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J Allergy Clin Immunol. 2014 Feb;133(2):370-8. doi: 10.1016/j.jaci.2013.06.043. Epub 2013 Aug 29.

A genome-wide association study of bronchodilator response in Latinos implicates rare variants.

Author information

1
Department of Medicine, University of California, San Francisco, Calif.
2
Department of Medicine, University of California, San Francisco, Calif. Electronic address: dara.torgerson@ucsf.edu.
3
Department of Bioengineering and Therapeutic Sciences, University of California, San Francisco, Calif.
4
Department of Genetics, Stanford University, Stanford, Calif.
5
Children's Hospital and Research Center Oakland, Oakland, Calif.
6
Department of Health Sciences, Graduate Program in Public Health, Lehman College, City University of New York, Bronx, New York.
7
Department of Pediatrics, Section of Pulmonology, Baylor College of Medicine and Texas Children's Hospital, Houston, Tex.
8
Children's Memorial Hospital, and the Feinberg School of Medicine, Northwestern University, Chicago, Ill.
9
Division of Allergy-Immunology, Feinberg School of Medicine, Northwestern University, Chicago, Ill.
10
Department of Allergy and Immunology, Kaiser Permanente-Vallejo Medical Center, Vallejo, Calif.
11
Instituto Nacional de Enfermedades Respiratorias (INER), Mexico City, Mexico.
12
Department of Epidemiology, Johns Hopkins Bloomberg School of Public Health, Baltimore, Md.
13
Bay Area Pediatrics, Oakland, Calif.
14
Sonoma Technologies, Petaluma, Calif.
15
Pediatric Pulmonary Division, Jacobi Medical Center, Bronx, New York.
16
Department of Pediatrics, University of California, San Francisco, Calif.
17
Veterans Caribbean Health Care System, San Juan, Puerto Rico.
18
Department of Biostatistics, University of California, San Francisco, Calif.
19
Centro de Neumologia Pediatrica, San Juan, Puerto Rico.
20
Department of Medicine, University of California, San Francisco, Calif; Department of Bioengineering and Therapeutic Sciences, University of California, San Francisco, Calif.

Abstract

BACKGROUND:

The primary rescue medication to treat acute asthma exacerbation is the short-acting β₂-adrenergic receptor agonist; however, there is variation in how well a patient responds to treatment. Although these differences might be due to environmental factors, there is mounting evidence for a genetic contribution to variability in bronchodilator response (BDR).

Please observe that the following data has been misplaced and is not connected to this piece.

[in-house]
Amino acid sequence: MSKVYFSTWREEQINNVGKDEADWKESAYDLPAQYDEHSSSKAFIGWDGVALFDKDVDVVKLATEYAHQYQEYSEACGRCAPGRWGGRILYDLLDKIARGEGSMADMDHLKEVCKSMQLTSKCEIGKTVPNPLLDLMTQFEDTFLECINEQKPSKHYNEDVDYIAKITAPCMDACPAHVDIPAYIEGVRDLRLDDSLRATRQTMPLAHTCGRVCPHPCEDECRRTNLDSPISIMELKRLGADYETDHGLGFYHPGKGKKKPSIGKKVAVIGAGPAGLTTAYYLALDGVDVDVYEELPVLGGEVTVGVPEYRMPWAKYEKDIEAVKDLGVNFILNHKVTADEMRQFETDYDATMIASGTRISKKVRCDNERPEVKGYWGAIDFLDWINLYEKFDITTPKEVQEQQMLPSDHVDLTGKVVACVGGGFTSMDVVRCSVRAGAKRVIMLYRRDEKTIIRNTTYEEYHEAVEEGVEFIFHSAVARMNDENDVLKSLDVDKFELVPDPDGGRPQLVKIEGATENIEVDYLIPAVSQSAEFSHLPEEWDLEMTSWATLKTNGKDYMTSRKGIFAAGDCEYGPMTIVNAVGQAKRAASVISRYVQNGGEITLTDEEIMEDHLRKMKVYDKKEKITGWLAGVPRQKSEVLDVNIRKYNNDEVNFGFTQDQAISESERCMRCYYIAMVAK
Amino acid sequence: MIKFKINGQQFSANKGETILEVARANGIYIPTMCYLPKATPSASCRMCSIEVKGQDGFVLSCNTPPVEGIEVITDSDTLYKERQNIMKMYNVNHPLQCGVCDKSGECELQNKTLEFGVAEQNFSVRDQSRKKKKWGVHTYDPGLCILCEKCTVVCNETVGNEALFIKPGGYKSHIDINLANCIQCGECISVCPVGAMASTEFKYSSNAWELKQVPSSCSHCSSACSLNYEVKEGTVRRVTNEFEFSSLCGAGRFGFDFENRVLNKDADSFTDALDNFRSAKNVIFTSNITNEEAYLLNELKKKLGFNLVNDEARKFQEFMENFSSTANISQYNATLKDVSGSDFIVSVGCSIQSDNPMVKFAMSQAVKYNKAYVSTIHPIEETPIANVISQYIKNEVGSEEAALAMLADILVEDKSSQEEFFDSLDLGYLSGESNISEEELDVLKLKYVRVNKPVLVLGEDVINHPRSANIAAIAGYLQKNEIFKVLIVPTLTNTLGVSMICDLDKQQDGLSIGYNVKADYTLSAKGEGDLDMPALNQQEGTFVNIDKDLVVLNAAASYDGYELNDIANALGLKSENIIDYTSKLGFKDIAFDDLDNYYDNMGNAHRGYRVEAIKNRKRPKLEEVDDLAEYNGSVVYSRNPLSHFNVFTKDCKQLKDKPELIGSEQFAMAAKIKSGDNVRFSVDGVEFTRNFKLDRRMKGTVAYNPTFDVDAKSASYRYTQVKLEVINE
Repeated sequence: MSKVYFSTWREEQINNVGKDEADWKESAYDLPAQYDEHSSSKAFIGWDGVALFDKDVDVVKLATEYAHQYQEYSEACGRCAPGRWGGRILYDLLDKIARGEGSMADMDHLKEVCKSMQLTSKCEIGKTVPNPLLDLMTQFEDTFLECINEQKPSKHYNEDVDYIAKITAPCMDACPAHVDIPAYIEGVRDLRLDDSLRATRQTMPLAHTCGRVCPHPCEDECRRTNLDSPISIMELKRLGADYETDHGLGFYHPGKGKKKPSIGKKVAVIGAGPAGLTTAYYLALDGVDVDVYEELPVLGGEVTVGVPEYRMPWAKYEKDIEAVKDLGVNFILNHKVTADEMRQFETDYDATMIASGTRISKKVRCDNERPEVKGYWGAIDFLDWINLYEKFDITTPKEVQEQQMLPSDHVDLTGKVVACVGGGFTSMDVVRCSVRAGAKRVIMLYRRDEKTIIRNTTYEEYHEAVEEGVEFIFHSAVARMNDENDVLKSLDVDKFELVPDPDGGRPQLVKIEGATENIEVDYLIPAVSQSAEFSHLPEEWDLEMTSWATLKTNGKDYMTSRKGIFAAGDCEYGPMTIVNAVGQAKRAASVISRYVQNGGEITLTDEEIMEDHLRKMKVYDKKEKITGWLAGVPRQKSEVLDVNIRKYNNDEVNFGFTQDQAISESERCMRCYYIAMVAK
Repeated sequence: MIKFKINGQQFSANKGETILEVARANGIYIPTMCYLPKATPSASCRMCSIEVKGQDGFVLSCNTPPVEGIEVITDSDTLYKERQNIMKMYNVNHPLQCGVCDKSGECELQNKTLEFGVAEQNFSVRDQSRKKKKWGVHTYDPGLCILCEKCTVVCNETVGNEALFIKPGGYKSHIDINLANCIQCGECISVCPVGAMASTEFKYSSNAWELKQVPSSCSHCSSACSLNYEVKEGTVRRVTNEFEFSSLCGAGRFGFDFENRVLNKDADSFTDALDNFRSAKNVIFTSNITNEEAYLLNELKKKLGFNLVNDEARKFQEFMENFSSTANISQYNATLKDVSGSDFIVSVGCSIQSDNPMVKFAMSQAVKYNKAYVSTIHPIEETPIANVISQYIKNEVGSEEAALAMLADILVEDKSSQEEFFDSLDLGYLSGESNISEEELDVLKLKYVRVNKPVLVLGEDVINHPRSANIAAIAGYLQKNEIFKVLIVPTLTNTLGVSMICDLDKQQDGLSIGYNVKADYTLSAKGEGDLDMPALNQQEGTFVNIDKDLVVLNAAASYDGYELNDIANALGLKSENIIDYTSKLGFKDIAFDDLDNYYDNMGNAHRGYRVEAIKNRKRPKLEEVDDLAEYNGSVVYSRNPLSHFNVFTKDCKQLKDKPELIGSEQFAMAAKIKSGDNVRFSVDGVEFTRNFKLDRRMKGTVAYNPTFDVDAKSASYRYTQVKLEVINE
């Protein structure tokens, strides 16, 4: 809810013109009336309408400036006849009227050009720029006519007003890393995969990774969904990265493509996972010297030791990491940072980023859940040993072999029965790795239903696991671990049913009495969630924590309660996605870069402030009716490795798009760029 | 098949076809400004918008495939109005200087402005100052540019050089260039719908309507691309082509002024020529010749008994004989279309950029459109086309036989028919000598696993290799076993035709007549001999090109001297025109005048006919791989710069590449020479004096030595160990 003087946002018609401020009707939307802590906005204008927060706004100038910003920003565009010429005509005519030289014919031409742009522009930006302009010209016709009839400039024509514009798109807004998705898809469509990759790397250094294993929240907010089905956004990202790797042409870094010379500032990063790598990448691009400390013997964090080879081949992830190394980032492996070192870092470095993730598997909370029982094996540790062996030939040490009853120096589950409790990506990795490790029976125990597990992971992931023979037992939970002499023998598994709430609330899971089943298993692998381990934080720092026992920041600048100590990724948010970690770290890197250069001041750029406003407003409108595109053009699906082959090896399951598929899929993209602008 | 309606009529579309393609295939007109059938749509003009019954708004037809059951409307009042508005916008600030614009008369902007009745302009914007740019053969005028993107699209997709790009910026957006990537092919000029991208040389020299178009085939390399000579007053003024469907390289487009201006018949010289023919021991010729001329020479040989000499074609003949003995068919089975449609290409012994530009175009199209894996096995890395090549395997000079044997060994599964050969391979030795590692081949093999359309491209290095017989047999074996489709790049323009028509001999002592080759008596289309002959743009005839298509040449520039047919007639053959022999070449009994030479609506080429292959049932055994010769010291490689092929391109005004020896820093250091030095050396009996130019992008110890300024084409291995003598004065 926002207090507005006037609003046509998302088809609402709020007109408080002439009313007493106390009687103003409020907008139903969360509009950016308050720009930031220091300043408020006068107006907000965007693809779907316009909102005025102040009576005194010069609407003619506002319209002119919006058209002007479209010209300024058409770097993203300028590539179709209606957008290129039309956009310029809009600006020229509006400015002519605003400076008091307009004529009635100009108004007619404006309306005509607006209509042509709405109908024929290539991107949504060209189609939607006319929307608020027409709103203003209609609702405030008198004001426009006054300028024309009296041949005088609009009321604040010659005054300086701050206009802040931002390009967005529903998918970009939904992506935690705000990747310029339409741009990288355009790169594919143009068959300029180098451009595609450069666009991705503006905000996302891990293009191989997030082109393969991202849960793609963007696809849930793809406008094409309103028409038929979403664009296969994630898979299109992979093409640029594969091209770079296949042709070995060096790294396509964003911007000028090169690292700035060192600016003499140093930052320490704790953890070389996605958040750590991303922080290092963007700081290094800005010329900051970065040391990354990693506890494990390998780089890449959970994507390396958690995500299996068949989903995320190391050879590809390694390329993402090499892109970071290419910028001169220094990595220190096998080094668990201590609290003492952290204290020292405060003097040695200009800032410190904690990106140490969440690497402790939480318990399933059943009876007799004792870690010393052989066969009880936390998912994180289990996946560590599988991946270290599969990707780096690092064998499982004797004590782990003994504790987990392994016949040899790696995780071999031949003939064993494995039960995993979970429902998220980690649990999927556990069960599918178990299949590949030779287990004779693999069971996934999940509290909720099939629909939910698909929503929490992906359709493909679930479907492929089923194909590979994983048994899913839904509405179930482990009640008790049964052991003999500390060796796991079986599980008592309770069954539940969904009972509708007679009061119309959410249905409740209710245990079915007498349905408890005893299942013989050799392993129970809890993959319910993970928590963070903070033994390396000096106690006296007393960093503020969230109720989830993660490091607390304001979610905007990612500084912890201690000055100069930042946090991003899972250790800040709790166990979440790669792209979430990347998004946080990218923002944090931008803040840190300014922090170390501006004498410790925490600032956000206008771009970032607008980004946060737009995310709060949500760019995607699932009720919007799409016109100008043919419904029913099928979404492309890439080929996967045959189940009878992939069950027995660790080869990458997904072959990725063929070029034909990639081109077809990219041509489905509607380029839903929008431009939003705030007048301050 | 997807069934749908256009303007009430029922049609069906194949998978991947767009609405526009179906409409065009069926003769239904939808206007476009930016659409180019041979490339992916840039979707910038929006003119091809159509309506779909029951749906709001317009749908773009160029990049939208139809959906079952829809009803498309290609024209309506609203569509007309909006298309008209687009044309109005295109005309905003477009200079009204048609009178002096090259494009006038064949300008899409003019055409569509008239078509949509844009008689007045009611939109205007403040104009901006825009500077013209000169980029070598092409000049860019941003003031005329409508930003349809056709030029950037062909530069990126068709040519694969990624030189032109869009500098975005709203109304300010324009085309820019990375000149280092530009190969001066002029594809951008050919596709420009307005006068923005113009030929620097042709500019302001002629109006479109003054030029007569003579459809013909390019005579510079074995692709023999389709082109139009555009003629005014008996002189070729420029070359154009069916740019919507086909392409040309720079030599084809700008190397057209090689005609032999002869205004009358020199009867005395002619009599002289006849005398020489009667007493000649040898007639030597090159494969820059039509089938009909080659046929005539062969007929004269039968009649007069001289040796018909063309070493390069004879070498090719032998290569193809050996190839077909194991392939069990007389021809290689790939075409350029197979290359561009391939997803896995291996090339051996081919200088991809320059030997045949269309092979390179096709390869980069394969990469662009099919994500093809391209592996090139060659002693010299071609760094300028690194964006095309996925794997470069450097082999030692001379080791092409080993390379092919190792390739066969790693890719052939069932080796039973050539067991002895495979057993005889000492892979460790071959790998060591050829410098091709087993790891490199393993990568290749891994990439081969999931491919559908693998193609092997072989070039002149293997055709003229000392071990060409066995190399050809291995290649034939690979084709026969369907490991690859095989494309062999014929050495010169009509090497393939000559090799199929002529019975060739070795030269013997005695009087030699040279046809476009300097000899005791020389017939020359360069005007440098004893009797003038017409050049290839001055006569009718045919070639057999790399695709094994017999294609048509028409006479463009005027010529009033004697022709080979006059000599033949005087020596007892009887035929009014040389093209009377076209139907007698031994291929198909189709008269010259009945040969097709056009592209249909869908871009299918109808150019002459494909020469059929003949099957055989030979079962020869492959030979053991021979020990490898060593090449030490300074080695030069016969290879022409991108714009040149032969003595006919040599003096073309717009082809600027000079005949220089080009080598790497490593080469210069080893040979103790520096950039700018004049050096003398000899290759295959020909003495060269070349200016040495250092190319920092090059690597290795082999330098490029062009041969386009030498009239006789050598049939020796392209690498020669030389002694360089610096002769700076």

OBJECTIVE:

To identify genetic variation associated with bronchodilator drug response in Latino children with asthma.

METHODS:

We performed a genome-wide association study (GWAS) for BDR in 1782 Latino children with asthma using standard linear regression, adjusting for genetic ancestry and ethnicity, and performed replication studies in an additional 531 Latinos. We also performed admixture mapping across the genome by testing for an association between local European, African, and Native American ancestry and BDR, adjusting for genomic ancestry and ethnicity.

RESULTS:

We identified 7 genetic variants associated with BDR at a genome-wide significant threshold (P < 5 × 10(-8)), all of which had frequencies of less than 5%. Furthermore, we observed an excess of small P values driven by rare variants (frequency, <5%) and by variants in the proximity of solute carrier (SLC) genes. Admixture mapping identified 5 significant peaks; fine mapping within these peaks identified 2 rare variants in SLC22A15 as being associated with increased BDR in Mexicans. Quantitative PCR and immunohistochemistry identified SLC22A15 as being expressed in the lung and bronchial epithelial cells.

CONCLUSION:

Our results suggest that rare variation contributes to individual differences in response to albuterol in Latinos, notably in SLC genes that include membrane transport proteins involved in the transport of endogenous metabolites and xenobiotics. Resequencing in larger, multiethnic population samples and additional functional studies are required to further understand the role of rare variation in BDR.

KEYWORDS:

BDR; Bronchodilator response; GALA I; GALA II; GWAS; Genes-Environments & Admixture in Latino Americans; Genetics of Asthma in Latino Americans; Genome-wide association study; IGF; Insulin-like growth factor; LD; Latinos; Linkage disequilibrium; MAF; Minor allele frequency; QC; Quality control; SABA; SLC; SNP; Short-acting β(2)-adrenergic receptor agonist; Single nucleotide polymorphism; Solute carrier; admixture mapping; asthma; genome-wide association study; rare variants; β(2)-Adrenergic receptor; β(2)AR

PMID:
23992748
PMCID:
PMC3938989
DOI:
10.1016/j.jaci.2013.06.043
[Indexed for MEDLINE]
Free PMC Article

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